Los Angeles

Carmen Winant: Pictures of Women Working at Skibum MacArthur

The question of work becomes complex when one asks who is doing it, and for whom. The precarious labor of domestic chores gone unfairly compensated, the frequently banal performance of activism and demonstration, sex work—these labors remain concerns in our current social and economic spheres, and reflect a problematic, historical trajectory that often fails to incorporate and value unseen, marginalized work and workers.[1] In Pictures of Women Working, on view at the project space Skibum MacArthur in Los Angeles, the artist and writer Carmen Winant presents collages that use photographs and other documents of women during the heyday of second-wave feminism—which was also the heyday of arts activism. Pictures of Women Working questions the limits of representation through Winant’s mediated imagery and her personal vantage point as a “straight white American woman.”[2] As intersectionality—the acknowledgment of how multiple strains of discrimination and power simultaneously overlap—becomes a term frequently touted, how does the appearance of contemporary feminism echo or differ from the images Winant strings together?

Carmen Winant. Pictures of Women Working, 2016; installation view. Courtesy of Skibum MacArthur, Los Angeles. Photo: Brica Wilcox.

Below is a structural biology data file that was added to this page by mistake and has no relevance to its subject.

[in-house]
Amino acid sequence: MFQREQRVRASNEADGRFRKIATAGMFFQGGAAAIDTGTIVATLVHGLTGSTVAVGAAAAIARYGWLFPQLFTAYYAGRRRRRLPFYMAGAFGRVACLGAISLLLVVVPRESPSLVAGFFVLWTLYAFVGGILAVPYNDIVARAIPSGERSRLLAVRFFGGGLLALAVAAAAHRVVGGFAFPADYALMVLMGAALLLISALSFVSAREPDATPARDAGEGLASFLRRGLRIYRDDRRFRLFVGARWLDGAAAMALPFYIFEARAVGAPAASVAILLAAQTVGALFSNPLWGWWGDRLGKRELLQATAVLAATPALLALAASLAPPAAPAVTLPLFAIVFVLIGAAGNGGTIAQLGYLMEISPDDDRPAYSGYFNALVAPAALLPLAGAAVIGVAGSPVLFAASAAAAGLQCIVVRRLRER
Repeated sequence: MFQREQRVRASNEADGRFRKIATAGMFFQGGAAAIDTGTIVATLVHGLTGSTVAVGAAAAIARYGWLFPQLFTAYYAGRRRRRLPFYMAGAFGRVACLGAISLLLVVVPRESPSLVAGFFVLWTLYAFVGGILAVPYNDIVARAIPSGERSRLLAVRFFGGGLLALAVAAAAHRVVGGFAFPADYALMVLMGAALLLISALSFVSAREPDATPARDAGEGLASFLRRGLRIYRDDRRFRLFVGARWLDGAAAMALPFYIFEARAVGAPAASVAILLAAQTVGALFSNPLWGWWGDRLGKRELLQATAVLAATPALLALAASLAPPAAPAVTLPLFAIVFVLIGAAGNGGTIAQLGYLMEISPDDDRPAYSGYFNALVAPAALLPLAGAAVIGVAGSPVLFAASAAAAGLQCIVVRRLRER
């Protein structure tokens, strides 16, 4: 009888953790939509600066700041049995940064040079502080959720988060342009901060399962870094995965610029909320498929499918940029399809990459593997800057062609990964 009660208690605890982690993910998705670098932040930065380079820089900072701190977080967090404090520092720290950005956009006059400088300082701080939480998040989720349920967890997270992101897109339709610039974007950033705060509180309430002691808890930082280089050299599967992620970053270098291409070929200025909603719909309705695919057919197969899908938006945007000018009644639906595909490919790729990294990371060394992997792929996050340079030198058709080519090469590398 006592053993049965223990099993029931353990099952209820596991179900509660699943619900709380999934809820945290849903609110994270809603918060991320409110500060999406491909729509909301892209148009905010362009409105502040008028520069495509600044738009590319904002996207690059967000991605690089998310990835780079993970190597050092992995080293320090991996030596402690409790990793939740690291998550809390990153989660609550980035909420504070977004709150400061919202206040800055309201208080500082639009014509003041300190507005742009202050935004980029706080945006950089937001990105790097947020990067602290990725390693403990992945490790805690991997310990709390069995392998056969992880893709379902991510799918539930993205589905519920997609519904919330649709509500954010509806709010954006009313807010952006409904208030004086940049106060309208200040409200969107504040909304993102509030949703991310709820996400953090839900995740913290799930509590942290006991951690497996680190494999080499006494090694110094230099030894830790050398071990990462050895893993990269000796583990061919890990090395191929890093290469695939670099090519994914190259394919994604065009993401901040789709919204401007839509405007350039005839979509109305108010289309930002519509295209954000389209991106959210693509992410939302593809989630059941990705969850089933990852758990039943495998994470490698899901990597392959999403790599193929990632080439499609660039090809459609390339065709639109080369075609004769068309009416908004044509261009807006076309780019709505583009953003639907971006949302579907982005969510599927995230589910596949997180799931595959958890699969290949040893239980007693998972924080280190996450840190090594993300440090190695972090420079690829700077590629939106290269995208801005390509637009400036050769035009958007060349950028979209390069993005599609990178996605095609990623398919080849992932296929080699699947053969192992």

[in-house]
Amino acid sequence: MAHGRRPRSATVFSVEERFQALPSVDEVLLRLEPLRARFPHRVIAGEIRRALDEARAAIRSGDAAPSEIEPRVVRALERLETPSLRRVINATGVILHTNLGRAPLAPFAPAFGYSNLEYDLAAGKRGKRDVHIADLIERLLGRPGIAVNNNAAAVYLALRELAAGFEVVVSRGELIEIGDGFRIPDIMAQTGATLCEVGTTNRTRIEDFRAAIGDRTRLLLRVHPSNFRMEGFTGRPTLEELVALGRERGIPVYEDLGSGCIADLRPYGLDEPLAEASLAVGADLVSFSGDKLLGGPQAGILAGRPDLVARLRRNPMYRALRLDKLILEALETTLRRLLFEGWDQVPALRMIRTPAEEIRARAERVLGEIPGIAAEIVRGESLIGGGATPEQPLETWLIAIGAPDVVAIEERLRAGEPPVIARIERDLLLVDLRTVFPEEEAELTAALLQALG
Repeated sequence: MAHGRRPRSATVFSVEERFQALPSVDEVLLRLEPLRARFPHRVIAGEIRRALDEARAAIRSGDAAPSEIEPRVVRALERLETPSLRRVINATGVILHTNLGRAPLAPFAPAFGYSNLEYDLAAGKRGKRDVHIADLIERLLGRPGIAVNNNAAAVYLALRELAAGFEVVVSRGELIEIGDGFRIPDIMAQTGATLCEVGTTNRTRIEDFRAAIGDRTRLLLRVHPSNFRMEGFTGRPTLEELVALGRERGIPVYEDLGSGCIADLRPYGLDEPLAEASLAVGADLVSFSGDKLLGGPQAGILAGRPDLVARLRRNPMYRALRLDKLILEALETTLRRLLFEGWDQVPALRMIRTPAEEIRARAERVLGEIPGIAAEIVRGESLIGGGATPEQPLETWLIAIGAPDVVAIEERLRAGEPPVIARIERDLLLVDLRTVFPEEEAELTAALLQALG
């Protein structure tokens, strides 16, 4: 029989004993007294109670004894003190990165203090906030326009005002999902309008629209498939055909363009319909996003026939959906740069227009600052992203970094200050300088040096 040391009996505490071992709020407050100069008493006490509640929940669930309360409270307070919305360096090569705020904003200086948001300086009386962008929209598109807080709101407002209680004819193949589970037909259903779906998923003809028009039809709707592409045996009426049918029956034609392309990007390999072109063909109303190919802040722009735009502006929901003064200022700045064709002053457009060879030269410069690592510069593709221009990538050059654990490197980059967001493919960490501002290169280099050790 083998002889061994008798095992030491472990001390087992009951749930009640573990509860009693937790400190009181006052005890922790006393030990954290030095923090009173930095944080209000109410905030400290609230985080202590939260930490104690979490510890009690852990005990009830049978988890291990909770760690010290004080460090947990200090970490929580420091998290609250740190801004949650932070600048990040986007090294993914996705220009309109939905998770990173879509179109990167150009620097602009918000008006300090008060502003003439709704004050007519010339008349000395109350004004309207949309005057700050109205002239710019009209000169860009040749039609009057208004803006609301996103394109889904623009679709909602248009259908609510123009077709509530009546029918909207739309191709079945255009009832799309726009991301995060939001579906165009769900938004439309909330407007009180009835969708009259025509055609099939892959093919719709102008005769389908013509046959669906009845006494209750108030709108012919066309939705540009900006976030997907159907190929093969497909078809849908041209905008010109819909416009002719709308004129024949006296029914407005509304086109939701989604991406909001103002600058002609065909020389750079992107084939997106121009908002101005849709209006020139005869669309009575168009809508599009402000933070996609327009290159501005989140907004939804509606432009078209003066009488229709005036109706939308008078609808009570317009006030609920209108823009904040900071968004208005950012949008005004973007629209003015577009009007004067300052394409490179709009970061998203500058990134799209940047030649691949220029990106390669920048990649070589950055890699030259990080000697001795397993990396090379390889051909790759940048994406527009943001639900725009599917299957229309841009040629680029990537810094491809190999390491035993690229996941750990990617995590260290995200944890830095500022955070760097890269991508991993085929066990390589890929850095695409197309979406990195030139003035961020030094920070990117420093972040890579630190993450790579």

Carmen Winant. Pictures of Women Working, 2016; installation view. Courtesy of Skibum MacArthur, Los Angeles. Photo: Brica Wilcox.

One continuous collage panel runs along the wall of the main exhibition hall at eye level, and another strip is installed in the smaller gallery entrance, their paper layers protected and secured by Plexiglas. Photographs of picketers, lesbian erotica, head shots of famous artists (Agnes Martin is spotted), and feminist celebrities (a glamorous Gloria Steinem is shown famously perching on a chair in the offices of Ms. magazine) are among the images of women taken from books, periodicals, editorial spreads from bygone weeklies, and advertisements of a certain era, as the narrative of second-wave feminism was being palatably congealed for public consumption. A girls’ football league. A woman nursing her child. A secretary at her keyboard. Dancers. Vietnam War protesters. Nuns entering a church. The women are engaged in all types of activities—the titular “work.” These archival cutouts are layered over recent newspaper clippings from the last few months, including quite a few episodes from the intensely scrutinized 2016 U.S. election cycle in which the first woman ever nominated to be president faces off against a raging misogynist.